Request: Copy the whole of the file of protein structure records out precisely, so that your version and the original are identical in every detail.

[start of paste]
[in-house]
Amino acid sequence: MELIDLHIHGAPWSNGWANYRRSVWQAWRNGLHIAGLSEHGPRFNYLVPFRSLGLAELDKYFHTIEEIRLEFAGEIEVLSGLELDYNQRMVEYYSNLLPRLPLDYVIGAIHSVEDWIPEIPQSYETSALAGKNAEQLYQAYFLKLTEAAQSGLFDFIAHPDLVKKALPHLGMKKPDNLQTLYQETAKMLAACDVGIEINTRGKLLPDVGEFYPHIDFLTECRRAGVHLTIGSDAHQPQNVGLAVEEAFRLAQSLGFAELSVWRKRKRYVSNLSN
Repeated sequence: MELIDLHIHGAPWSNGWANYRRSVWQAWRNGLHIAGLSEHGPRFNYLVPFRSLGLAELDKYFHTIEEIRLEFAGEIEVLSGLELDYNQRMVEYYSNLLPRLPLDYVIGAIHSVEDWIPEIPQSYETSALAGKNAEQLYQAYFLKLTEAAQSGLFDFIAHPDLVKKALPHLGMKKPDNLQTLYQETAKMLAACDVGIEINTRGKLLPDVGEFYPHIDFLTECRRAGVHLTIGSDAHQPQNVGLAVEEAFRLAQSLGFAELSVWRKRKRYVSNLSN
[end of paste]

[in-house]
Amino acid sequence: MELIDLHIHGAPWSNGWANYRRSVWQAWRNGLHIAGLSEHGPRFNYLVPFRSLGLAELDKYFHTIEEIRLEFAGEIEVLSGLELDYNQRMVEYYSNLLPRLPLDYVIGAIHSVEDWIPEIPQSYETSALAGKNAEQLYQAYFLKLTEAAQSGLFDFIAHPDLVKKALPHLGMKKPDNLQTLYQETAKMLAACDVGIEINTRGKLLPDVGEFYPHIDFLTECRRAGVHLTIGSDAHQPQNVGLAVEEAFRLAQSLGFAELSVWRKRKRYVSNLSN
Repeated sequence: MELIDLHIHGAPWSNGWANYRRSVWQAWRNGLHIAGLSEHGPRFNYLVPFRSLGLAELDKYFHTIEEIRLEFAGEIEVLSGLELDYNQRMVEYYSNLLPRLPLDYVIGAIHSVEDWIPEIPQSYETSALAGKNAEQLYQAYFLKLTEAAQSGLFDFIAHPDLVKKALPHLGMKKPDNLQTLYQETAKMLAACDVGIEINTRGKLLPDVGEFYPHIDFLTECRRAGVHLTIGSDAHQPQNVGLAVEEAFRLAQSLGFAELSVWRKRKRYVSNLSN